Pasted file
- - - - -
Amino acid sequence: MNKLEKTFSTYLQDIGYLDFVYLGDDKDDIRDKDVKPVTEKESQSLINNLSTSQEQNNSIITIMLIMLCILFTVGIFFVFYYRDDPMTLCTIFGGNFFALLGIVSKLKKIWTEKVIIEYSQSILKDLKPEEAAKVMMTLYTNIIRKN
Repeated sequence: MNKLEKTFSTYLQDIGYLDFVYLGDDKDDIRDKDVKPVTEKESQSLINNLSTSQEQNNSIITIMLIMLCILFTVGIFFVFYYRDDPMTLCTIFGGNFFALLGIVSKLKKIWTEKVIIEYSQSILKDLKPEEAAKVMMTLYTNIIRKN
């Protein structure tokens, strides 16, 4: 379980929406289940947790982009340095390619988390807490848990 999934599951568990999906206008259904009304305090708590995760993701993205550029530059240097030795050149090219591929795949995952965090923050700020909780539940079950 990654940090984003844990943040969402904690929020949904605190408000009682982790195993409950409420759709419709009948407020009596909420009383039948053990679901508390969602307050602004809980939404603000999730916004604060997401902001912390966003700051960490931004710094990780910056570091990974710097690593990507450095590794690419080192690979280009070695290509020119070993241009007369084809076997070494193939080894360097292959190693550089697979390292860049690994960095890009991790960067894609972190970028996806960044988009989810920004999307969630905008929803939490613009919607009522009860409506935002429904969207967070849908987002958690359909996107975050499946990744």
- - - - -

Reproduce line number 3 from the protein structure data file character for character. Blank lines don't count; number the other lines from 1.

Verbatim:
């Protein structure tokens, strides 16, 4: 379980929406289940947790982009340095390619988390807490848990 999934599951568990999906206008259904009304305090708590995760993701993205550029530059240097030795050149090219591929795949995952965090923050700020909780539940079950 990654940090984003844990943040969402904690929020949904605190408000009682982790195993409950409420759709419709009948407020009596909420009383039948053990679901508390969602307050602004809980939404603000999730916004604060997401902001912390966003700051960490931004710094990780910056570091990974710097690593990507450095590794690419080192690979280009070695290509020119070993241009007369084809076997070494193939080894360097292959190693550089697979390292860049690994960095890009991790960067894609972190970028996806960044988009989810920004999307969630905008929803939490613009919607009522009860409506935002429904969207967070849908987002958690359909996107975050499946990744």